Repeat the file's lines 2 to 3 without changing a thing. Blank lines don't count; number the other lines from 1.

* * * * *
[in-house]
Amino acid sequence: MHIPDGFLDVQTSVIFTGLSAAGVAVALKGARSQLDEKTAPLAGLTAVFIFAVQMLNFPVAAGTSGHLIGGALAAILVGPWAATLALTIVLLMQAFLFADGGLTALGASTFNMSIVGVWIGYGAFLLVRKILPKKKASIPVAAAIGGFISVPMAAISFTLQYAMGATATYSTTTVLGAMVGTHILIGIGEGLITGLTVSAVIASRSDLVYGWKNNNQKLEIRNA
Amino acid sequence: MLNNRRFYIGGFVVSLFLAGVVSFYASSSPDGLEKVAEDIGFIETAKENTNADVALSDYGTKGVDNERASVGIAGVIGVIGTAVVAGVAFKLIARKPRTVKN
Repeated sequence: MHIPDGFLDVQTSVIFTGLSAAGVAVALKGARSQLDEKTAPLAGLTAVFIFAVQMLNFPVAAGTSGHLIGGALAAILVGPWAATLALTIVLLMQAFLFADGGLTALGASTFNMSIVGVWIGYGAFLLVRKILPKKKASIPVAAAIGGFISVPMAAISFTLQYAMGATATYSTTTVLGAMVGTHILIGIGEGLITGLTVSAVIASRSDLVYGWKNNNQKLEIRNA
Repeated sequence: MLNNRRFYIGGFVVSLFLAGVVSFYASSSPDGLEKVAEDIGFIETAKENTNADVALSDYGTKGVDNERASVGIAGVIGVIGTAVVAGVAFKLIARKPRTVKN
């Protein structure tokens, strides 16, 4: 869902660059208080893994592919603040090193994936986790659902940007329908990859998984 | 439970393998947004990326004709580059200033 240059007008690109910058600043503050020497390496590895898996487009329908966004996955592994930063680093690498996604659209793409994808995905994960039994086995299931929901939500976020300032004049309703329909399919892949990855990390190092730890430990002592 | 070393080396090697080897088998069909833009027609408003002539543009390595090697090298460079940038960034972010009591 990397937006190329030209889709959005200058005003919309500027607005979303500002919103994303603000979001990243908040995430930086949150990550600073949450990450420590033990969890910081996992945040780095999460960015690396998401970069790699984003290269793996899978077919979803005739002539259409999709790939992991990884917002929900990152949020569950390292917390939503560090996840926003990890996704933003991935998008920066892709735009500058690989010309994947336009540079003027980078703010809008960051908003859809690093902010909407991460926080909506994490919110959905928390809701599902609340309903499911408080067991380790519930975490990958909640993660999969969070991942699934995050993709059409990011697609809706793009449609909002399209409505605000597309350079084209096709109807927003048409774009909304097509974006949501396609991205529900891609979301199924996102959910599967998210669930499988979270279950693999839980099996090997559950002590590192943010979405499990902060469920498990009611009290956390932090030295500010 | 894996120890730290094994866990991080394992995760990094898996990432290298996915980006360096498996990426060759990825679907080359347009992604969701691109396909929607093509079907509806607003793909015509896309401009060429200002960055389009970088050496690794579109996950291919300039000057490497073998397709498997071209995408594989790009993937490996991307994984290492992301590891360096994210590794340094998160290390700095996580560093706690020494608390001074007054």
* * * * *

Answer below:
Amino acid sequence: MHIPDGFLDVQTSVIFTGLSAAGVAVALKGARSQLDEKTAPLAGLTAVFIFAVQMLNFPVAAGTSGHLIGGALAAILVGPWAATLALTIVLLMQAFLFADGGLTALGASTFNMSIVGVWIGYGAFLLVRKILPKKKASIPVAAAIGGFISVPMAAISFTLQYAMGATATYSTTTVLGAMVGTHILIGIGEGLITGLTVSAVIASRSDLVYGWKNNNQKLEIRNA
Amino acid sequence: MLNNRRFYIGGFVVSLFLAGVVSFYASSSPDGLEKVAEDIGFIETAKENTNADVALSDYGTKGVDNERASVGIAGVIGVIGTAVVAGVAFKLIARKPRTVKN